Considering now the data collection functions of the SRT system, bits Q13 and Q14 of the select word are coupled to the multiplexer 38 which selects one of four infrared sensors as inputs to the system. The output (of multiplexer 38) which has been selected and bit Q15 from the select word are combined in an AND function at a NAND gate 40. The output of the NAND gate 40 is applied to the clear input of a spin-rate flip-flop 42. When Q15 is not set, the flip-flop 42 is in the toggle mode; that is, pulses applied to the input 44 cause it to alternate between high and low outputs. The output of a solar sensor is applied to the input 44 and the result is a square wave having a half period equal to the spin-rate period. The Q output of the flip-flop 42 is gated with the clock pulse from 36 in NAND gate 46 to provide pulses to a counter 48 during the "one" state of the flip-flop. The Q output of the flip-flop 42 is applied to a delay one-shot 50 which transfers the data in counter 48 to a storage register 52 and then resets the counter 48 to zero. The output of the storage register 52 which is the time between solar pulses is coupled to the processor 10.

When bit Q15 is set, the flip-flop 42 is toggled by the solar pulses at input 44, but is cleared by the pulses from the infrared sensor (selected by bits Q13 and Q14) which are coupled to the clear input via NAND gate 40. The output of the flip-flop 42 is triggered to a "one" state by the sun sensor pulse and reset to a "zero" state by the selected earth pulse. As with the spin-rate measurement, the counter 48 is clocked during the "one" state of the flip-flop. The output of the storage register 52 in this case is the time between solar and earth pulses.

Obviously many modifications and variations of the present invention are possible in light of the above teachings. It is therefore to be understood that within the scope of the appended claims the invention may be practiced otherwise than as specifically described.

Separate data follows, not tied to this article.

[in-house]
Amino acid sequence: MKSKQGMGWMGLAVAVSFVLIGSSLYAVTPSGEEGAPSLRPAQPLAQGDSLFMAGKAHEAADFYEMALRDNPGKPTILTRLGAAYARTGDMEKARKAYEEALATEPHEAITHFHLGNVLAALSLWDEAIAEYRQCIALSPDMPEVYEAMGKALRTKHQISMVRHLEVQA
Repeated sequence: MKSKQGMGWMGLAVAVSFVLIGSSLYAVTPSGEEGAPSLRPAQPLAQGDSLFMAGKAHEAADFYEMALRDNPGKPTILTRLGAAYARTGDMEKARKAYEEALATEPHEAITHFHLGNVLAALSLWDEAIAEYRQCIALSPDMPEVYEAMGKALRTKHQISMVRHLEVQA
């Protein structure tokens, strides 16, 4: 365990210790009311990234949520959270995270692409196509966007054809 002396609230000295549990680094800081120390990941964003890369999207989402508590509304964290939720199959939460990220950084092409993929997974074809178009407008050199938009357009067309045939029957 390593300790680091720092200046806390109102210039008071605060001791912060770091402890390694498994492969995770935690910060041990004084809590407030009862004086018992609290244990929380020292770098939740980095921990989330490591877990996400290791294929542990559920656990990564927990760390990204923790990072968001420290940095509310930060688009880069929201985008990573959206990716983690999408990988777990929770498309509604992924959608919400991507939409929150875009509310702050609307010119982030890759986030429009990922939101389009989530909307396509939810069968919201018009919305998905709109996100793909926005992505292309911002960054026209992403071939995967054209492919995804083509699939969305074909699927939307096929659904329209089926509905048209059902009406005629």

Patent Citations
Cited PatentFiling datePublication dateApplicantTitle
US3899928 *Oct 11, 1973Aug 19, 1975Org Europeene De RechAttitude measurement system for satellite
US3944172 *Feb 3, 1975Mar 16, 1976Erno Raumfahrttechnik GmbhAttitude control for space vehicle
US3977633 *Jun 27, 1975Aug 31, 1976Rca CorporationOrientation system for a spin stabilized spacecraft
US4012018 *Oct 4, 1973Mar 15, 1977The United States Of America As Represented By The Administrator Of The National Aeronautics And Space AdministrationAll sky pointing attitude control system
Referenced by
Citing PatentFiling datePublication dateApplicantTitle
US4599697 *Aug 11, 1982Jul 8, 1986Ford Aerospace & Communications CorporationDigital PWPF three axis spacecraft attitude control
US4752884 *Jul 18, 1985Jun 21, 1988Hughes Aircraft CompanyPrecision platform pointing controller for a dual-spin spacecraft
US4767084 *Sep 18, 1986Aug 30, 1988Ford Aerospace & Communications CorporationAutonomous stationkeeping for three-axis stabilized spacecraft
US5020744 *Jan 12, 1990Jun 4, 1991General Electric CompanyMethod for acquiring three-axis earth pointing attitude for an initially spinning spacecraft
US5054719 *Oct 5, 1989Oct 8, 1991Aerospatiale Societe Nationale IndustrielleActive three-axis attitude control system for a geostationary satellite
US5528502 *May 26, 1992Jun 18, 1996Microcosm, Inc.Satellite orbit maintenance system
US5664742 *Jul 31, 1989Sep 9, 1997The United States Of America As Represented By The Secretary Of The NavyPlume avoidance maneuvers
US5687084 *Apr 16, 1996Nov 11, 1997Microcosm, Inc.Satellite orbit maintenance system
US5884869 *Mar 18, 1996Mar 23, 1999Hughes Electronics CorporationSatellite spin vector control with sun sensor
US5951607 *Mar 6, 1997Sep 14, 1999The United States Of America As Represented By The Secretary Of The NavyAutonomous craft controller system for landing craft air cushioned vehicle
US6860451 *Nov 21, 2003Mar 1, 2005The Boeing CompanySpacecraft spin axis reorientation method
US7302317 *Apr 29, 2004Nov 27, 2007The Boeing CompanySystem and method to enhance attitude estimation for transfer orbit maneuver
EP0101302A2 *Aug 11, 1983Feb 22, 1984Ford Aerospace & Communications CorporationSpacecraft attitude control system
WO1987000653A1 *Jul 11, 1986Jan 29, 1987Hughes Aircraft CoAutonomous spin axis attitude controller for a spinning spacecraft
Classifications
U.S. Classification701/13, 244/171, 244/169
International ClassificationB64G1/36, G05D1/08
Cooperative ClassificationB64G1/365, B64G1/363, B64G1/36, G05D1/0883
European ClassificationB64G1/36B, B64G1/36, B64G1/36C, G05D1/08D